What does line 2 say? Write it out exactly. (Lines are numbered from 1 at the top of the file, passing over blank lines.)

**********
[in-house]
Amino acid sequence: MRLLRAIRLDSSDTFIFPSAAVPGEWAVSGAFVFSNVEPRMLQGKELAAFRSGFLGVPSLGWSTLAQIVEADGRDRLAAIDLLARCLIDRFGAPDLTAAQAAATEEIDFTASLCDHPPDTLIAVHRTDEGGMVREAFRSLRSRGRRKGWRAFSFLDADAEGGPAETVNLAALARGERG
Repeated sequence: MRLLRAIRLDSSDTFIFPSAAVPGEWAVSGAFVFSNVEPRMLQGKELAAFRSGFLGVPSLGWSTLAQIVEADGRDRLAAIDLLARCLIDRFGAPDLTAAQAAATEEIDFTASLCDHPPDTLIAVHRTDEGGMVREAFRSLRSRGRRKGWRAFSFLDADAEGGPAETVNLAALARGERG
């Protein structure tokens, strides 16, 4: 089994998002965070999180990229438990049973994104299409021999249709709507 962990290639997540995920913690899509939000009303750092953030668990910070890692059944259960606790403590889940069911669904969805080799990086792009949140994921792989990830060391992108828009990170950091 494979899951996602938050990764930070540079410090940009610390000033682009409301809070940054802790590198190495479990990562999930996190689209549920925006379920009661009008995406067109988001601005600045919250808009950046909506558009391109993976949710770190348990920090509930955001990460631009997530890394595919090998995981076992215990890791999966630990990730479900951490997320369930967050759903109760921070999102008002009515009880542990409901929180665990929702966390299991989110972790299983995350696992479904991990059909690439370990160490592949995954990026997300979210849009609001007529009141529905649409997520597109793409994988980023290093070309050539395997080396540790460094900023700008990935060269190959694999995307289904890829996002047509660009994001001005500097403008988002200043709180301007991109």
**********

Amino acid sequence: MRLLRAIRLDSSDTFIFPSAAVPGEWAVSGAFVFSNVEPRMLQGKELAAFRSGFLGVPSLGWSTLAQIVEADGRDRLAAIDLLARCLIDRFGAPDLTAAQAAATEEIDFTASLCDHPPDTLIAVHRTDEGGMVREAFRSLRSRGRRKGWRAFSFLDADAEGGPAETVNLAALARGERG